History Book Club Presents Adam A. Blackler (PhD '17)
About the book
An Imperial Homeland: Forging German Identity in Southwest Africa
(Penn State University Press, October 2022)
At the turn of the twentieth century, depictions of the colonized world were prevalent throughout the German metropole. Tobacco advertisements catered to the erotic gaze of imperial enthusiasts with images of Ovaherero girls, and youth magazines allowed children to escape into “exotic domains” where their imaginations could wander freely. While racist beliefs framed such narratives, the abundance of colonial imaginaries nevertheless compelled German citizens and settlers to contemplate the world beyond Europe as a part of their daily lives.
An Imperial Homeland reorients our understanding of the relationship between imperial Germany and its empire in Southwest Africa (present-day Namibia). Colonialism had an especially significant effect on shared interpretations of the Heimat (home/homeland) ideal, a historically elusive perception that conveyed among Germans a sense of place through national peculiarities and local landmarks. Focusing on colonial encounters that took place between 1842 and 1915, Adam A. Blackler reveals how Africans confronted foreign rule and altered German national identity. Read more about An Imperial Homeland: Forging German Identity in Southwest Africa.
About the speakers
Adam A. Blackler
Adam A. Blackler (PhD ‘17) is an assistant professor of history at the University of Wyoming. He is a historian of modern Germany and southern Africa, whose research emphasizes the transnational dimensions of imperial occupation and settler-colonial violence in the nineteenth and twentieth centuries. His scholarly and teaching interests also include the political and social dynamics of Germany’s Weimar Republic and the interdisciplinary fields of holocaust & genocide Studies and international human rights.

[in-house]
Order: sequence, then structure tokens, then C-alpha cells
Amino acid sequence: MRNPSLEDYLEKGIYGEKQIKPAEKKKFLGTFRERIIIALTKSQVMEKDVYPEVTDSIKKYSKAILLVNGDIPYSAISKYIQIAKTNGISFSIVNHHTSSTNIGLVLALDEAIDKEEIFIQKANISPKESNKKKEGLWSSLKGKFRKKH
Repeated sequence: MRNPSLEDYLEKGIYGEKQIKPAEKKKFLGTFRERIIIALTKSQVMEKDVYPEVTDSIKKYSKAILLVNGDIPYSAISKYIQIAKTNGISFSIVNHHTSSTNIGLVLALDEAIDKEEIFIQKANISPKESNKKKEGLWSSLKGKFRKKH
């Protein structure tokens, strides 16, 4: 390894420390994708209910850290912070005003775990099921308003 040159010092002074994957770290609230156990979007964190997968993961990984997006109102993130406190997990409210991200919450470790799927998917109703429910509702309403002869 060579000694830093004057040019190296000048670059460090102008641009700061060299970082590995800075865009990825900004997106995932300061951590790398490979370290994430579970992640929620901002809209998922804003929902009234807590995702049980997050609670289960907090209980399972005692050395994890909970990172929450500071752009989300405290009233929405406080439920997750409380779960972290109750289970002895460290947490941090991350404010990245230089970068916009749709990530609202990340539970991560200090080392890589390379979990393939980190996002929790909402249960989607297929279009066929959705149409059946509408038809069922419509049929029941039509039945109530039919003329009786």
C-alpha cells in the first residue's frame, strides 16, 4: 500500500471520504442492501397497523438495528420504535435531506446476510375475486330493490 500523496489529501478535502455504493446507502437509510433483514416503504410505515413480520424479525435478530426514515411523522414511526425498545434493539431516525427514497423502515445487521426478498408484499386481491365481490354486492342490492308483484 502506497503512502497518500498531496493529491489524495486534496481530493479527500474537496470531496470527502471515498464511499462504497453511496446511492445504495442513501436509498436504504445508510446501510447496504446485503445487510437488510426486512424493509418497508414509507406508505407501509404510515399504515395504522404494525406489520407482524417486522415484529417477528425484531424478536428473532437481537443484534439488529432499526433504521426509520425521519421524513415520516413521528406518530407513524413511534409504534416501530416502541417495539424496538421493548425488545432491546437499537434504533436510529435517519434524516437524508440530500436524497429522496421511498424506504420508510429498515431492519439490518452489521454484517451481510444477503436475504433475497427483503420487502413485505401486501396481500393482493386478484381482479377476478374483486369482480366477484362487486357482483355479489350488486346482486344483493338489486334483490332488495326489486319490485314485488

His most recent publications include a co-edited anthology, titled After the Imperialist Imagination: Two Decades of Research on Global Germany and Its Legacies, and a chapter in the multi-volume collection, A Cultural History of Genocide.
Dr. Blackler is researching a book project exploring the vibrant topography of Berlin’s parks, market squares, streets, and municipal districts before and during the Weimar Republic.
Eric Roubinek (PhD ‘14) is associate professor of history at UNC Asheville. A historian of modern Germany and comparative fascism, his research focuses on the intersections of the national and transnational within the broader matrix of European imperialism. His research and teaching interests also include historical memory studies and genocide and human rights.
His most recent publications include a co-edited volume of Radical History Review on “Fascism and Anti-Fascism Since 1945,” and a chapter in the volume Nazi Occupied Europe.
At present, he is completing a monograph on the collaboration between Nazi Germany and Fascist Italy in planning an African empire, a process through which fascism negotiated a new understanding of race and nation. He also is co-authoring an article on the creation and politicization of a national dress for German women during the 18th and 19th centuries.